Sentences 2 and 4 are correct and unambiguous.
In these examples, sentences 1 and 3 are also correct gramatically, but they are ambiguous.
The word "for" can have 2 meanings, depending on "accent".
the straight-forward meaning: the bad weather is not a good reason (or it is not enough) to justify going to the picnic.
the "because" meaning: the weather is bad, so a picnic is out-of-question
It may difficult to tell apart the meanings even in speech, but in writing it is downright impossible.
The safety net here is the fact that the bad weather is (almost?) always a picnic repellent, so the "because" meaning kicks in.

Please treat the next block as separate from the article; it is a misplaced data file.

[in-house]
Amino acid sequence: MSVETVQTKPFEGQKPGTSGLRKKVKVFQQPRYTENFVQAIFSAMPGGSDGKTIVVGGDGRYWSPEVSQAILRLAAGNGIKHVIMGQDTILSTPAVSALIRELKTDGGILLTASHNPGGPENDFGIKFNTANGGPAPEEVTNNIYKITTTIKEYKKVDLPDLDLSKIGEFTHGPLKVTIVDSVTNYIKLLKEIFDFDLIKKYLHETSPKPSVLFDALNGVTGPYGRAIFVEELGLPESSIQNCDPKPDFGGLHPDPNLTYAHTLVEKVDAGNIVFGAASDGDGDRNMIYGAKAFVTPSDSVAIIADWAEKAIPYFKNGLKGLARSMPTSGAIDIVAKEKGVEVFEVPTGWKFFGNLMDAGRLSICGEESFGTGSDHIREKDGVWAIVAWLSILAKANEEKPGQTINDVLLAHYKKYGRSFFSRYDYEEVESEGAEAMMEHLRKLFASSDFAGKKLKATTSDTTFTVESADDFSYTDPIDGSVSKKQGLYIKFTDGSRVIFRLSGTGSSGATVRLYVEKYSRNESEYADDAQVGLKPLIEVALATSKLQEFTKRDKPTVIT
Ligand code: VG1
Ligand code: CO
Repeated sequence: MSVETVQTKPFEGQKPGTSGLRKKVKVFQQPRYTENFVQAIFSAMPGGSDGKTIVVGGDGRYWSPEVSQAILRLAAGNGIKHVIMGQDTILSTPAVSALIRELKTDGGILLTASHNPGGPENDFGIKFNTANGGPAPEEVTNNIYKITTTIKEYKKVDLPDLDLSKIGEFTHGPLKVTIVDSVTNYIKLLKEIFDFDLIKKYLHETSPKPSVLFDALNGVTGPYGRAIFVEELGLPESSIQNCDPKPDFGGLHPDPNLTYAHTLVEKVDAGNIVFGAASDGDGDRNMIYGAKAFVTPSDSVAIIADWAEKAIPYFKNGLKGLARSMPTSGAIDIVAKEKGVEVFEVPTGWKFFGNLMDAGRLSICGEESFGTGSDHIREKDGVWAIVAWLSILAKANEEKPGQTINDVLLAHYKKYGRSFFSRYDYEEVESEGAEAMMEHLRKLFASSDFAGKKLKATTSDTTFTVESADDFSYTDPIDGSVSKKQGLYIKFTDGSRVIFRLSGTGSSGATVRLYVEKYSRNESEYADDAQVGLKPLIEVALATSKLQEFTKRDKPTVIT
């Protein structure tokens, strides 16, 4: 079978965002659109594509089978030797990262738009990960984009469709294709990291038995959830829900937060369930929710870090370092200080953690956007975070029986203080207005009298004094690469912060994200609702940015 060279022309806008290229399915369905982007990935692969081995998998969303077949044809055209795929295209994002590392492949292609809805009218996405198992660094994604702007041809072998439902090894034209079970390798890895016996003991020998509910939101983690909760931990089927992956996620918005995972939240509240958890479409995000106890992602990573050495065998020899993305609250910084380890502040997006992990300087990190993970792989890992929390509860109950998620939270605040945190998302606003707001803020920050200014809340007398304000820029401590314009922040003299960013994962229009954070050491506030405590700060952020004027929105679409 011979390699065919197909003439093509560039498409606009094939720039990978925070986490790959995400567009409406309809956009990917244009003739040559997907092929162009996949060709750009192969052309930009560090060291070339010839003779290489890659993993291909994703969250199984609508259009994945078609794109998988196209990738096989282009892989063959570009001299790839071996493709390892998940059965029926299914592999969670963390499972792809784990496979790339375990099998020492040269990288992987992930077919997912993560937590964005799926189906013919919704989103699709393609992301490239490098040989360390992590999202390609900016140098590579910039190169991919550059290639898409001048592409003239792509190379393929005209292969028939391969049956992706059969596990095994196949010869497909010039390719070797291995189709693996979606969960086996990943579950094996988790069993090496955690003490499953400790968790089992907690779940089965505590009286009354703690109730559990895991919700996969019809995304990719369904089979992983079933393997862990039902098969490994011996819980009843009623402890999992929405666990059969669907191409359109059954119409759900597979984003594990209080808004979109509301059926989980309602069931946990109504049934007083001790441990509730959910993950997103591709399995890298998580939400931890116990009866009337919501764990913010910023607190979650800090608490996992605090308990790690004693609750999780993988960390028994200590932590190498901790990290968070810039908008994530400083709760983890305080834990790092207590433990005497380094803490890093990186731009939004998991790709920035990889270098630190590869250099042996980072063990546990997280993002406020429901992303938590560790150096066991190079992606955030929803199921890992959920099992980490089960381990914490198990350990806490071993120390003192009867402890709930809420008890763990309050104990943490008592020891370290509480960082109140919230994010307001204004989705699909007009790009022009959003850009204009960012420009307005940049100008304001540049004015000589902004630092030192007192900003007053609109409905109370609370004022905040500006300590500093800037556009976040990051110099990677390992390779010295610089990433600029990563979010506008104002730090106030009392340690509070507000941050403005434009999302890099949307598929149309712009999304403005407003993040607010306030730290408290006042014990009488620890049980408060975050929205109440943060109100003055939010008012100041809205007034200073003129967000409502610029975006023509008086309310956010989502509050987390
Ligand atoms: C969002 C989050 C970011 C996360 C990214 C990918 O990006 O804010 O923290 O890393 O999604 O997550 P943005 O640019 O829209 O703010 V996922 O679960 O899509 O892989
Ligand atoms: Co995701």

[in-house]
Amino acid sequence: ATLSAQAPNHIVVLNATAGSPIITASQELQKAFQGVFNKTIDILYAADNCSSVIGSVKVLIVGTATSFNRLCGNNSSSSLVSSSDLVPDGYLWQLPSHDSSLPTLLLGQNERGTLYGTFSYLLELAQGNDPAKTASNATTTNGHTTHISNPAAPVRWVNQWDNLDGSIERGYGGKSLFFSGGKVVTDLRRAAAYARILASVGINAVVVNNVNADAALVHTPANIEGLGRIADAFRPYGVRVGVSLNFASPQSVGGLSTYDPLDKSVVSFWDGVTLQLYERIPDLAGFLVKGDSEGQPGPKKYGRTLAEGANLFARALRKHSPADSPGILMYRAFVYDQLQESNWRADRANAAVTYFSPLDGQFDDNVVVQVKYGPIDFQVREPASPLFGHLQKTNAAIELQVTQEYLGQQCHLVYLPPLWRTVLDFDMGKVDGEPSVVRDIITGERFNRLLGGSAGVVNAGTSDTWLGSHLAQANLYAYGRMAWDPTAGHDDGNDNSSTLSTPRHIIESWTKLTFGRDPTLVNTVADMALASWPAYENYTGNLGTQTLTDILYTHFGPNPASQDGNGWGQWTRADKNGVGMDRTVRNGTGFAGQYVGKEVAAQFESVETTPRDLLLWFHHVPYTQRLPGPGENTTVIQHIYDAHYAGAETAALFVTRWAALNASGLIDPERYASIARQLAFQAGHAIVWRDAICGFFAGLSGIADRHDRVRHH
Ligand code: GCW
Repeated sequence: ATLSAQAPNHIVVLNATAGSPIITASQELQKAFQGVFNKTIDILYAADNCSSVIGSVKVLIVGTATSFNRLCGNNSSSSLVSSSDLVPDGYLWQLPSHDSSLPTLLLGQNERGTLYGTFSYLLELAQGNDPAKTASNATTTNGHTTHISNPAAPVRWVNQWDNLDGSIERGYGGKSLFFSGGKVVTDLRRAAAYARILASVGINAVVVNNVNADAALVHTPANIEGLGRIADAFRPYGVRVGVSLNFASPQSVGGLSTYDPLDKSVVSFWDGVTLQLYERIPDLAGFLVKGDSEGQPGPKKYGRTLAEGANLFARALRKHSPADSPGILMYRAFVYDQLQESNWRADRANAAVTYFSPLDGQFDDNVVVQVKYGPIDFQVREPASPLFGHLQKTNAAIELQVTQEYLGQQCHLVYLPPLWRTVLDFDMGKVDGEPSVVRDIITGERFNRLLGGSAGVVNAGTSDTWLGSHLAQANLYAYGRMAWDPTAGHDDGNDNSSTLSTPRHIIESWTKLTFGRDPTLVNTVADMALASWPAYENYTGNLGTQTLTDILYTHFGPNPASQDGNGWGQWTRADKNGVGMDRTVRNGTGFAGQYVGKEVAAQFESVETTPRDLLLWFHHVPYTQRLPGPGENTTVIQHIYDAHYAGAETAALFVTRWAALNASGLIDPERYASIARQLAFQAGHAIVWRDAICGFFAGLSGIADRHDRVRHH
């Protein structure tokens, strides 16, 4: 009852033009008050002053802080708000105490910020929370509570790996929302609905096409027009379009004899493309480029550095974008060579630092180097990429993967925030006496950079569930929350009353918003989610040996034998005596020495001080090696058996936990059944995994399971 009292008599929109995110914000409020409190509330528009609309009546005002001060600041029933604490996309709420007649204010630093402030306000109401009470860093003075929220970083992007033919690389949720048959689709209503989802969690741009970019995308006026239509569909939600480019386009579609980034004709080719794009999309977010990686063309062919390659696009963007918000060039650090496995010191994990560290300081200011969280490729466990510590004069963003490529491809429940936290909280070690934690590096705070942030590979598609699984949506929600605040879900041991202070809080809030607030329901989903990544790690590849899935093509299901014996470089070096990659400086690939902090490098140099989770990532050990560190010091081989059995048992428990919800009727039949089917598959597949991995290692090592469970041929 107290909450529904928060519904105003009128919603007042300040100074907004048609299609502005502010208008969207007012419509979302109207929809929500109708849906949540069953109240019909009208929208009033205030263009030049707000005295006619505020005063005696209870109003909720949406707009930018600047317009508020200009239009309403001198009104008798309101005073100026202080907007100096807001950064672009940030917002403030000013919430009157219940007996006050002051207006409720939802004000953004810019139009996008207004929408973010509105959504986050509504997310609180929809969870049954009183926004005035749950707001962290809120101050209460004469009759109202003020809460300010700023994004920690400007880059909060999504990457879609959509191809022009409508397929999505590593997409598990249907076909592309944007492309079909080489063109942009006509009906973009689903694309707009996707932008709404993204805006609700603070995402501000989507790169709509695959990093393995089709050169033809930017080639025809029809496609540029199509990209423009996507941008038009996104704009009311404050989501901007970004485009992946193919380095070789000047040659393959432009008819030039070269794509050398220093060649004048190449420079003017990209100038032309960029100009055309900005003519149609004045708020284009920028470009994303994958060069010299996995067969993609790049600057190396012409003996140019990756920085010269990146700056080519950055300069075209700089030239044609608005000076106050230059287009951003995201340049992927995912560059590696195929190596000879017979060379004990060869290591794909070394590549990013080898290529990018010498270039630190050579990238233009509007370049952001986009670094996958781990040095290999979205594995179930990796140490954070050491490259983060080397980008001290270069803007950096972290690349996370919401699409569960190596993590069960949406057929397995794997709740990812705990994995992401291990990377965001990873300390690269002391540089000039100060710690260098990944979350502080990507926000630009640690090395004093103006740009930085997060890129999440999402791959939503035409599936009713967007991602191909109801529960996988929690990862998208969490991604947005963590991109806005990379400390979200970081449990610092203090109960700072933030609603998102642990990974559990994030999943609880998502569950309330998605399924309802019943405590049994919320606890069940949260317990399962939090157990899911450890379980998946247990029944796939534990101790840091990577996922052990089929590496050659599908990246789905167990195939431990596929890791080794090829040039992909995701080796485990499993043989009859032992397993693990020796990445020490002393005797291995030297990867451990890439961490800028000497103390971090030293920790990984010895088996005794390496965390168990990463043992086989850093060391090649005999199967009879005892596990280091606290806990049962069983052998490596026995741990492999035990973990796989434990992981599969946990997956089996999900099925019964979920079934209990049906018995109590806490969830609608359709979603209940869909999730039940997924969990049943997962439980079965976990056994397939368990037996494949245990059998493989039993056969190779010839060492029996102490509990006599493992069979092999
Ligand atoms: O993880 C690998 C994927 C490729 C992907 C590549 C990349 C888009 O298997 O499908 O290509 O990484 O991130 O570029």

Bottom line, I advise you to not use "for" instead of "because". Until you get a better feeling of when you can use the "because" meaning of "for", just stick with "because" - there will be no confusion.
A proper use of the "because" meaning of "for":
He liked the girl, for she was smart and beautiful.